The optics, graphite post-monochromator, sample spinner, X-ray generator and tube shield of the machine were originally components of a Siemens D5000 diffractometer, circa 1992. As previously discussed, the parts for the IBM configuration were obtained primarily from a Siemens D500, circa 1987. Both configurations include a variable-divergence incident-beam slit from a D5000. The PSD used in this work was a Bruker LynxEye XE. The cable attached to the sample spinner (as seen in Figs. 3.1.23[link] and 3.1.24[link]) is a flexible drive for the spinner itself; the remote location of the drive motor (not shown) isolates the sample and machinery from the thermal influence of the motor. The machine was positioned on an optical table within a temperature-controlled (±0.1 K) space. The temperature of the water used for cooling the X-ray tube and generator was regulated to within ±0.01 K. Operation of the machine was provided through control software written in LabVIEW. Data were recorded in true xy format using the angular measurement data from the optical encoders.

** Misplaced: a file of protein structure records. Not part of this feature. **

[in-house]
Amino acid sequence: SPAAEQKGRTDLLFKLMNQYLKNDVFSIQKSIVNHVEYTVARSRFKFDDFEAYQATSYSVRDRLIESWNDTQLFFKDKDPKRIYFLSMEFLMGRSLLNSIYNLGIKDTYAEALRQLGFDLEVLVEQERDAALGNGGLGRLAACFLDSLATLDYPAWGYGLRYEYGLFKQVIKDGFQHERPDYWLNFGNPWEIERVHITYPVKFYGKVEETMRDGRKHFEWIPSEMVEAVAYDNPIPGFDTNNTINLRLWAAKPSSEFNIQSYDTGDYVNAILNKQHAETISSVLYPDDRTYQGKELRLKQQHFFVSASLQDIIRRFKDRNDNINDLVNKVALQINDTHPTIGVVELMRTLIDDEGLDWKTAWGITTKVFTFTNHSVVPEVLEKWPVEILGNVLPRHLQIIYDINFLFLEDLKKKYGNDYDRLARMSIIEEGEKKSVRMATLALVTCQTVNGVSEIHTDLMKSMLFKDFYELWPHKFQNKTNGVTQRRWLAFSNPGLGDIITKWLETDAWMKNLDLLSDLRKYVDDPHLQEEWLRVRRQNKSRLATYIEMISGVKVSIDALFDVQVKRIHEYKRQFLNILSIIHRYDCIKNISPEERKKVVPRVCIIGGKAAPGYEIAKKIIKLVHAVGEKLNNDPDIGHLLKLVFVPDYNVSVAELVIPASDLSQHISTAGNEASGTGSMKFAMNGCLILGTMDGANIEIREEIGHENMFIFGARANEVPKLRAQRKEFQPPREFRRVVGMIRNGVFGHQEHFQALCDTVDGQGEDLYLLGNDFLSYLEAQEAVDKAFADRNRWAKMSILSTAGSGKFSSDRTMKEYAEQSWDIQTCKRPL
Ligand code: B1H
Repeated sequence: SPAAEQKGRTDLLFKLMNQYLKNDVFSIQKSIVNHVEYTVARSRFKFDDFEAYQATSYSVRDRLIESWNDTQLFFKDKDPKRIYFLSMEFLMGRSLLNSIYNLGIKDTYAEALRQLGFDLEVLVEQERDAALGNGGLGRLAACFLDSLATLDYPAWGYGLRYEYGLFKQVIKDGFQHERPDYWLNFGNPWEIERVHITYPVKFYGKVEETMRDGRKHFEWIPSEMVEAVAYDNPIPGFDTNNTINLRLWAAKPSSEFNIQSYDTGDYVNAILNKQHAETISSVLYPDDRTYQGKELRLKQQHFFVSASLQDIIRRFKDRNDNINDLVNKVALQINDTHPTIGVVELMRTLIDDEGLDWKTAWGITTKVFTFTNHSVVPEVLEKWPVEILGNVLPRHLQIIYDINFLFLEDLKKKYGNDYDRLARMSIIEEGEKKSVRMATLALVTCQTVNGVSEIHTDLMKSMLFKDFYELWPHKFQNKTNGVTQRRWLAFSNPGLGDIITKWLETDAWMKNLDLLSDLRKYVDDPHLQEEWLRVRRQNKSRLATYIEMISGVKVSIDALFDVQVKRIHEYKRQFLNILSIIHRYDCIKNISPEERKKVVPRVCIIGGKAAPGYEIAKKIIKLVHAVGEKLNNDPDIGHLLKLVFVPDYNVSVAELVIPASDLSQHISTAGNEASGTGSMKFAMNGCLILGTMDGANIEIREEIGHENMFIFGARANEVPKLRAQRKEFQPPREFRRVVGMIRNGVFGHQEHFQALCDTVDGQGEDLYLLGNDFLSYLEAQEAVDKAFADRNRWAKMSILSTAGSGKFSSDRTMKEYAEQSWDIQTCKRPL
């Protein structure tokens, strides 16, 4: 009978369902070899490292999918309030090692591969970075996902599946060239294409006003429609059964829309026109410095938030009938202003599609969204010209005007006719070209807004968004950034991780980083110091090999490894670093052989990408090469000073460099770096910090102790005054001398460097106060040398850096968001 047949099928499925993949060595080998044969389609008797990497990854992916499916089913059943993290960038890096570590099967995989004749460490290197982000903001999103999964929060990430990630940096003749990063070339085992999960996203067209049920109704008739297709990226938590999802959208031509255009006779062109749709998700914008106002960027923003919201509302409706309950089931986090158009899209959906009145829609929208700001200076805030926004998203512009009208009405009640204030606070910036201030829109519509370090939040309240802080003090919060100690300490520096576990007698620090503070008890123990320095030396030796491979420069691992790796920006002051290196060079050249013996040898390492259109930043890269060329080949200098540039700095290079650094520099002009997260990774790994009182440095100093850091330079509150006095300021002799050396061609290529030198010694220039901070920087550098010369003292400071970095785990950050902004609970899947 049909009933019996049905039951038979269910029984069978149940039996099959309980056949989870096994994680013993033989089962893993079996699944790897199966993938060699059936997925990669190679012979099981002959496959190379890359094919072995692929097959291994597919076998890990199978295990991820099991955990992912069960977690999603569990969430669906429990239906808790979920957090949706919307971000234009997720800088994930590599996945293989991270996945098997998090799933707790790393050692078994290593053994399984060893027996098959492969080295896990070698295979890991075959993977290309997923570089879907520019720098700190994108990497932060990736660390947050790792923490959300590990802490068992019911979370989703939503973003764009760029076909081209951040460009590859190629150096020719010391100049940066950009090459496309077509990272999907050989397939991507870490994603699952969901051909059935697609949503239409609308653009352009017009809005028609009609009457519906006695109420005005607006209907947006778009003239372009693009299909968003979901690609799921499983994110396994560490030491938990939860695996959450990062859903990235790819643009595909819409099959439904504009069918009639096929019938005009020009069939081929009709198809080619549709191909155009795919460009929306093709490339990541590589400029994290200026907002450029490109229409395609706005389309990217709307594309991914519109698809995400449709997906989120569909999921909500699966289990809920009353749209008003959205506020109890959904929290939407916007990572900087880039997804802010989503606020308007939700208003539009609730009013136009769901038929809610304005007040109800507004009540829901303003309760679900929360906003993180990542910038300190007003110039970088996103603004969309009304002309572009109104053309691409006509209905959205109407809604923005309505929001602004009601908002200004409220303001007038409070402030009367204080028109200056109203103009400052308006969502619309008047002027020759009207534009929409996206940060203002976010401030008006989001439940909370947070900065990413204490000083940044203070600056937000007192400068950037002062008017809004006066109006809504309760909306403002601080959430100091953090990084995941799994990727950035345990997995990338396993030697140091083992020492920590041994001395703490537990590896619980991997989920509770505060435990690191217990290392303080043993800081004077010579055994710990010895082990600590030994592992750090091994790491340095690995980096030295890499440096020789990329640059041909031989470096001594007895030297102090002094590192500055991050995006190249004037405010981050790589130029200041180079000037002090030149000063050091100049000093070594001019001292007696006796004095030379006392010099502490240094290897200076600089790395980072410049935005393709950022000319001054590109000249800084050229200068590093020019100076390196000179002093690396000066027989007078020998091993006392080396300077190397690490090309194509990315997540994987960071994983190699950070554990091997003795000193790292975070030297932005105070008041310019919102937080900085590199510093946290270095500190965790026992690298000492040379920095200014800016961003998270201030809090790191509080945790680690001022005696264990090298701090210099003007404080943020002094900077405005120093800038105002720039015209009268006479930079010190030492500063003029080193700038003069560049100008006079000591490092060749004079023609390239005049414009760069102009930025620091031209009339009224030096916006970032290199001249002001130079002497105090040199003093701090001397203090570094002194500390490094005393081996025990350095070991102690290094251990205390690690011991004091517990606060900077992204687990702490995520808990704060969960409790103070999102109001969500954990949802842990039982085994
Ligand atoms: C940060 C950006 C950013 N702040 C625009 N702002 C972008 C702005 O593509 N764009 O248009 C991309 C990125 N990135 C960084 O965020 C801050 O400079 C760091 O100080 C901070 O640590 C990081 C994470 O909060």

In conventional configuration, the 2.2 kW copper tube of long fine-focus geometry was operated at a power of 1.8 kW. This tube gives a source size of nominally 12 × 0.04 mm, while the goniometer radius is 217.5 mm. The variable-divergence slit was set to ∼0.9° for the collection of the data discussed here. This results in a beam width, or footprint at the lowest θ angle, on the sample of about 20 mm, conservatively smaller than the sample size of 25 mm. A Soller slit with a divergence of 4.4° defined the axial divergence of the incident beam. A 2 mm anti-scatter slit was placed approximately 113 mm in front of the 0.2 mm (0.05°) receiving slit. The total path length of the scattered radiation (the goniometer radius plus the traverse through the post-monochromator) was approximately 330 mm. This setup reflects what is thought to be a medium-resolution diffractometer that would be suitable for a fairly broad range of applications and is therefore a reasonable starting point for a study of instrument calibration. With the IBM, the 1.5 kW copper tube of fine-focus geometry was operated at a power of 1.2 kW. This tube had a source size of nominally 8 × 0.04 mm. The variable-divergence incident slit was also set to 0.9° with a 0.2 mm (0.05°) receiving slit. The receiving optics were fitted with a 4.4° Soller slit. The total beam-path length was about 480 mm.